Black-Eyed Peas

bowl of black-eyed peas
bowl of black-eyed peas - Bhofack2/Getty Images

While their name might suggest otherwise, black-eyed peas are actually beans. A single cup (cooked) gives you 13 grams of protein and 11 grams of fiber. Their overall nutrient profile is impressive too. In each cup, you get 88% of the daily value of folate, 50% of copper, 28% of thiamine, 23% of iron, 21% each of magnesium and phosphorus, and 20% of zinc. They're also rich in antioxidants called polyphenols, and like other legumes, they can play a part in maintaining heart health.

Black-eyed peas are a Southern New Year's tradition, but their uses go far beyond that. You can use them in bean burgers, tacos, salads, soups, and so many more dishes. They work with bold flavors like cumin, chilies, and smoked paprika, and well as more subtle flavors, such as parsley and dill. They're versatile to use interchangeably with basically any other bean, whether white, red, or black.

Cannellini Beans

cannellini beans in cast iron skillet
cannellini beans in cast iron skillet - Ilia Nesolenyi/Getty Images

You get a solid mid-range amount of both protein and fiber in cannellini beans — also known as white kidney beans. In a cooked cup, they contain about 16 grams of protein and 10 grams of fiber. These beans are also rich in other essential nutrients, provide plenty of iron and calcium, and have a decent amount of magnesium, potassium, and folate. Importantly, they can help reduce blood pressure, which is crucial for your heart and reducing your risk of stroke. They're also good at balancing blood sugar levels to avoid spikes and crashes. What's more, the polyphenols in cannellini beans are powerful antioxidants and can reduce the chance of cancer, heart disease, and certain infections.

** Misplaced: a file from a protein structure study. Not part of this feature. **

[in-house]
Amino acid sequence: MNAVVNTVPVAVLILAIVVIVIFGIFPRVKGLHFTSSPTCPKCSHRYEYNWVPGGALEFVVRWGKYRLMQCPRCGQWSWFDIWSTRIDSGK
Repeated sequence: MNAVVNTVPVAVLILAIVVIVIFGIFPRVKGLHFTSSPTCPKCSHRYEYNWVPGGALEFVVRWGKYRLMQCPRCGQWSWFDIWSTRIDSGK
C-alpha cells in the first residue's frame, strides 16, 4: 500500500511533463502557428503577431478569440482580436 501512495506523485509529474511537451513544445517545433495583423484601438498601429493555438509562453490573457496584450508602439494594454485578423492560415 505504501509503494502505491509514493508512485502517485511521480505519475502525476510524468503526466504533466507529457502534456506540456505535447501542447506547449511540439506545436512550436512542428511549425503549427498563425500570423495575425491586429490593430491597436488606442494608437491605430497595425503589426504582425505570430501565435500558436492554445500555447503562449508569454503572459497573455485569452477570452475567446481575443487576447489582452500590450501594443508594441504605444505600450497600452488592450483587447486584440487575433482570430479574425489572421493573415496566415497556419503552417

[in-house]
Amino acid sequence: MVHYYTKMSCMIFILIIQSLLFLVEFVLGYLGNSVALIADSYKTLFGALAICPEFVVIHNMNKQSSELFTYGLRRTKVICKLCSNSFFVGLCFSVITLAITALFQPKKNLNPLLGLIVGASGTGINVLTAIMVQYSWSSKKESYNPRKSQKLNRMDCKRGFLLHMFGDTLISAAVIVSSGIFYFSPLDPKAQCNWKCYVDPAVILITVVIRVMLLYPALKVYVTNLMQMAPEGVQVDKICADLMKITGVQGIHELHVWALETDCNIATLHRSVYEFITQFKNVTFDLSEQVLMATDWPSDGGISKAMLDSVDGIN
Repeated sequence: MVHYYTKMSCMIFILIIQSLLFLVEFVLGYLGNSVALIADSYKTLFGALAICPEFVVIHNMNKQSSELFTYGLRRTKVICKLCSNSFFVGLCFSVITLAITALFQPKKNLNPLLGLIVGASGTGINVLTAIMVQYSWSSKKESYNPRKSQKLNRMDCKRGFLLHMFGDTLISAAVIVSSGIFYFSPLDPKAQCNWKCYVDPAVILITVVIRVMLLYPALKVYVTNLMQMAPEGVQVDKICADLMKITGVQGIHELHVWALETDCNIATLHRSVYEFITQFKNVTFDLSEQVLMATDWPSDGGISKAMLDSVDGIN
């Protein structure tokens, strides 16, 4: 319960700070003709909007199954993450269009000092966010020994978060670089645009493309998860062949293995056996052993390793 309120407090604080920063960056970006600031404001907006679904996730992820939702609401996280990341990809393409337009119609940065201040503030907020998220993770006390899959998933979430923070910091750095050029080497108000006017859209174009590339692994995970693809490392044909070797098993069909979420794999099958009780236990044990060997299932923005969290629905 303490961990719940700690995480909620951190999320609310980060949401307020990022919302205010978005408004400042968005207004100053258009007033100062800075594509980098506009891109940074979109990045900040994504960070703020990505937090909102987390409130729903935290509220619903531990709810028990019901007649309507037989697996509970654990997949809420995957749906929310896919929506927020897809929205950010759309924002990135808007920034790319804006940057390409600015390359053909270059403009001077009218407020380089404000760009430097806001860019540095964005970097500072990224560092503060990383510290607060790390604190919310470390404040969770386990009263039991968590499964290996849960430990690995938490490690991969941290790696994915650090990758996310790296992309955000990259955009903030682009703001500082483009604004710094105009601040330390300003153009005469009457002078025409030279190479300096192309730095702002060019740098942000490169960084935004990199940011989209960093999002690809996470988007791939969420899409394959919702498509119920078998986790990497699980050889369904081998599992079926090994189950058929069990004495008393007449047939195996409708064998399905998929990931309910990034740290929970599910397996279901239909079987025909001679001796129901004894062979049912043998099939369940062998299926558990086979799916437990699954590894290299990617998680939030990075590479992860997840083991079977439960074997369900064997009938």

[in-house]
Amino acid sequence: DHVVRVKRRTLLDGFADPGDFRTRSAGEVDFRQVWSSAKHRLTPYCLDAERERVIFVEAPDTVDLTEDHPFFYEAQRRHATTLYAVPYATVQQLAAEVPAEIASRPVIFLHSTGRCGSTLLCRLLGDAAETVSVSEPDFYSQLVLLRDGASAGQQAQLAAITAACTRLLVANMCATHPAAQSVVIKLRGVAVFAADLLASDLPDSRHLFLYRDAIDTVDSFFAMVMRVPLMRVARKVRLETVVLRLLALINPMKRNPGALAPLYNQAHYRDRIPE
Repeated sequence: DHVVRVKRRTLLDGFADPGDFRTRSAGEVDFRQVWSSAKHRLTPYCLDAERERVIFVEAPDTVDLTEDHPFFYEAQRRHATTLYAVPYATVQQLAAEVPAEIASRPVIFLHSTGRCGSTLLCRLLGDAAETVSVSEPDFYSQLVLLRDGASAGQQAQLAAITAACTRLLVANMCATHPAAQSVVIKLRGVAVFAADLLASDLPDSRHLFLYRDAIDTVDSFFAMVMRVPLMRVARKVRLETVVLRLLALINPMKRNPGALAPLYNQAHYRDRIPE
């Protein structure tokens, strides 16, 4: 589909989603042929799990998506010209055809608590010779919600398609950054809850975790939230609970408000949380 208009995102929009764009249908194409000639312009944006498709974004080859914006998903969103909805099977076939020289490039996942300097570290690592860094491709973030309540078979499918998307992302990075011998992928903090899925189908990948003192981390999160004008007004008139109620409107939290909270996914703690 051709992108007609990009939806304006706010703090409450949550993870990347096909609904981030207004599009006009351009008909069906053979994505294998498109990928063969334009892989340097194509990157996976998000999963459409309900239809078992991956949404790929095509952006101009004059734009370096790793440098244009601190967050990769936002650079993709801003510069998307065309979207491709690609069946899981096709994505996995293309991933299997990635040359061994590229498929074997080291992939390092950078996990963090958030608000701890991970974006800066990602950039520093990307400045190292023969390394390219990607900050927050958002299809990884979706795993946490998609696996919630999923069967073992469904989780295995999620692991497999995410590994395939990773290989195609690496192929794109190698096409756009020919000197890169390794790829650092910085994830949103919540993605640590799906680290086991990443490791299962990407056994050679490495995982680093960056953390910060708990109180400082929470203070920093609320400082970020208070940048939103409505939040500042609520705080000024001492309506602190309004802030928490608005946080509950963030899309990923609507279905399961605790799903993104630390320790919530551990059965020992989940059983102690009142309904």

You can find plenty of tasty ways to enjoy cannellini beans. They're great in dips, soups, and stews, bringing their creamy texture into play. A favorite in Italy, they're commonly used on bruschettas and white bean pizzas, as well as in pasta dishes. If you have a recipe that calls for another white bean, cannellinis will do the trick here, and they're readily available both canned and dried.

Great Northern Beans

bowl of cannellini beans
bowl of cannellini beans - voyager_human/Shutterstock

Also simply known as northern beans, great northern beans have around 16 grams of protein and 14 grams of fiber per cooked cup. They also contain around 50% of the folate and manganese you need in a day — plus slightly over 30% of the daily value of phosphorus. On top of this, they offer lesser amounts of other vitamins and minerals, including zinc, selenium, calcium, and vitamin B6. It seems that eating legumes, including great northern beans, has been linked with a lower risk of mortality from all causes in some studies, like one published in the journal Foods back in 2013. Some studies point to the flavonoids found in beans, but there's likely to be a number of factors at play.

Great northern beans have a nicely nutty flavor and are reasonably firm. Although you can blend or mash them into dishes, they're actually better for recipes where you want the beans to hold their shape, such as salads or pasta dishes. They're also great in white chili, baked beans, and chunky bean soups that don't call for blending, to name just a few ideas. If you want something larger than a navy but smaller than a cannellini, the great northern is your bean.

Adzuki Beans

adzuki beans in bowl
adzuki beans in bowl - Masa44/Getty Images